The Supposed Law School “Brain Drain”
- Apr 09, 2018
- Admissions, Law School, LSAT, News
There’s been some freaking out online about law school applications. In other news, they’re airing reality TV shows on Bravo. This time, the freak out is over the quality of law school applicants. Even as law school applications rebounded in 2017, the number of applicants from “top” undergraduate schools (literally just the Ivies plus Chicago, Duke, and Stanford) dropped. That number has dropped a lot since 2008.
What should you make of this? Uh, not much. It would be a big mistake to conclude that students from top schools have some kind of special knowledge about whether law school is the place to be. Any one person’s decision whether to go to law school depends on many factors. Some can be quantified. For example, people might compare the salaries they’d expect as a lawyer to what they’d expect on an alternative career path. Others are more about feelings: how people see themselves, what their friends are doing, what choices their families approve of, what’s trendy…
Only you can weigh these factors for you. I’m not going to try to sell you on law school. There are still lots of people graduating law school with debt that far exceeds their job prospects. There are also lots of people graduating law school and getting good jobs. You’re the one who can assess what your other options are and how law school compares. Do your research, check out the employment prospects for the law schools you’re considering, and make a careful decision.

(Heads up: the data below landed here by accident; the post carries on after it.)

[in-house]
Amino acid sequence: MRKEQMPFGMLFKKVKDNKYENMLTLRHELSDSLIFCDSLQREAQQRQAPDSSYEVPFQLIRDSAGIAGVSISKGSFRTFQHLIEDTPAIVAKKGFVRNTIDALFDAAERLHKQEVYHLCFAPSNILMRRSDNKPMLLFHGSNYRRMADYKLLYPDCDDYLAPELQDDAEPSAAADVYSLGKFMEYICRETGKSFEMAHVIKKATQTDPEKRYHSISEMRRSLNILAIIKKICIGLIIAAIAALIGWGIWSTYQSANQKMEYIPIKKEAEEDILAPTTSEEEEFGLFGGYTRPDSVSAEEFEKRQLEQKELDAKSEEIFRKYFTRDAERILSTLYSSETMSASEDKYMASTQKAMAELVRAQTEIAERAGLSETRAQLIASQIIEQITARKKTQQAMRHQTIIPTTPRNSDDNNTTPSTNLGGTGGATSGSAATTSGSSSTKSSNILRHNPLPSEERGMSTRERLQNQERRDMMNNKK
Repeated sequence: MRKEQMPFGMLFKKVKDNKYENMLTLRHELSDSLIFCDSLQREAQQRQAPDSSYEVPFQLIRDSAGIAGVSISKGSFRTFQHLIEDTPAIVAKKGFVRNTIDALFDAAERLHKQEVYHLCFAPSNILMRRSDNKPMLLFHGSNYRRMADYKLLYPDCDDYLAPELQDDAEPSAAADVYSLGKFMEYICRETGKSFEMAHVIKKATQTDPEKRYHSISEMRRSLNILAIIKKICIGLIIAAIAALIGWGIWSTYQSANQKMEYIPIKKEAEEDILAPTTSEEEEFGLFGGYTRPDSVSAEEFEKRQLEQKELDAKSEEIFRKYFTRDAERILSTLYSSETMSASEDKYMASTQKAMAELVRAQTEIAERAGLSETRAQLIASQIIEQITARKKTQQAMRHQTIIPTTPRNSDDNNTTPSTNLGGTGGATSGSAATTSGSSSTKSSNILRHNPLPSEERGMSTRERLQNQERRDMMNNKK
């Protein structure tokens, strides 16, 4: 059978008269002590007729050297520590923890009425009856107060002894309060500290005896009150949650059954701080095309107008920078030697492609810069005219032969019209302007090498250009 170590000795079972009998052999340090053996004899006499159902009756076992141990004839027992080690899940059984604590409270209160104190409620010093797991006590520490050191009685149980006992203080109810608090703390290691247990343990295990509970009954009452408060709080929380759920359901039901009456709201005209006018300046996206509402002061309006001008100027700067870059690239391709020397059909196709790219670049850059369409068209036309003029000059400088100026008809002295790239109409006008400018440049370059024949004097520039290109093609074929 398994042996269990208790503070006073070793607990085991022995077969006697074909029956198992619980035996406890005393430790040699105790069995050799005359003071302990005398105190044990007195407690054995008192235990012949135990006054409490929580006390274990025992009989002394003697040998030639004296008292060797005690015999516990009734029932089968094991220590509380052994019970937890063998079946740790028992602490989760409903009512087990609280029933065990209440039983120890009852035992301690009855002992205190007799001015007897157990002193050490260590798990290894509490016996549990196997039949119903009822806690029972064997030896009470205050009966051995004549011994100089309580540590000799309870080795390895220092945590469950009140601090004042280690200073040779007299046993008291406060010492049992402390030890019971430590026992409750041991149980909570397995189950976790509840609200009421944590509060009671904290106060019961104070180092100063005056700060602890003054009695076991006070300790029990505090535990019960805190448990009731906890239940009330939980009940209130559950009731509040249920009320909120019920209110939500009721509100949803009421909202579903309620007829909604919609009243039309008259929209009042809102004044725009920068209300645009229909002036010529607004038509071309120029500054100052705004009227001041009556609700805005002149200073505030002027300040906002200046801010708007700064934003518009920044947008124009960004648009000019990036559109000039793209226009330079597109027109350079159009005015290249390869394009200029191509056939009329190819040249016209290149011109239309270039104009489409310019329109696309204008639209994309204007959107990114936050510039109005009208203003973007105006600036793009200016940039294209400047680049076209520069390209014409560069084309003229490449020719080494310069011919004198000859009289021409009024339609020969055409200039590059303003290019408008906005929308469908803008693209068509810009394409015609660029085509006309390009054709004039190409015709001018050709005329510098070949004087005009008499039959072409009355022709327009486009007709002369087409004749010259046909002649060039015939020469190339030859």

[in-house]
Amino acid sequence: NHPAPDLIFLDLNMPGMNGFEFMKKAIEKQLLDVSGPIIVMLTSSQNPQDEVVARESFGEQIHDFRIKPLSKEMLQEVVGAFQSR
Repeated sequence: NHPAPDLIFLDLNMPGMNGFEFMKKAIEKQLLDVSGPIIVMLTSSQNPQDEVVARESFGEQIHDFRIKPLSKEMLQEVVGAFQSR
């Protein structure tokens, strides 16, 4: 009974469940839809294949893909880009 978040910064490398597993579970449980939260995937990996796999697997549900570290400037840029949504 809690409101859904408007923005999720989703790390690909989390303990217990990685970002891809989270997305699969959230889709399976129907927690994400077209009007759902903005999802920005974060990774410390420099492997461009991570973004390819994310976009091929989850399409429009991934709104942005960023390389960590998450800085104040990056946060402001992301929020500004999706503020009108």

In other words, you shouldn’t read this trend as an indication of what the “smart” kids are doing. First of all, let’s not equate going to one of these schools with intelligence. I went to one of them, and there were plenty of smart people but also plenty of dullards. In some cases, you can even buy your way in.
Even to the extent that smart students at the top schools are making a rational decision, that decision depends as much on their other options as it does on how law school looks. In other words, if someone chooses not to go to law school, it doesn’t mean that law school looks bad to her (though it might), just that another option (tech? finance? farming cannabis?) looks better.
Furthermore, whatever the students at these top schools are doing, the number of strong applicants is on its way up. I don’t have the school-by-school breakdown for 2018, but as we covered last month, the number of applicants with LSAT scores above 160 is up. Way up.
In sum, if you hear chatter about this drop in “top” applicants to law school, ignore it. There’s no reason it’s a trend you should follow. Make your own decision. You also shouldn’t assume that this trend means you’re facing less competition for spots at top law schools. Law schools care much more about your LSAT score than about where you went to college, and judged by the former metric the competition is getting a lot stiffer.
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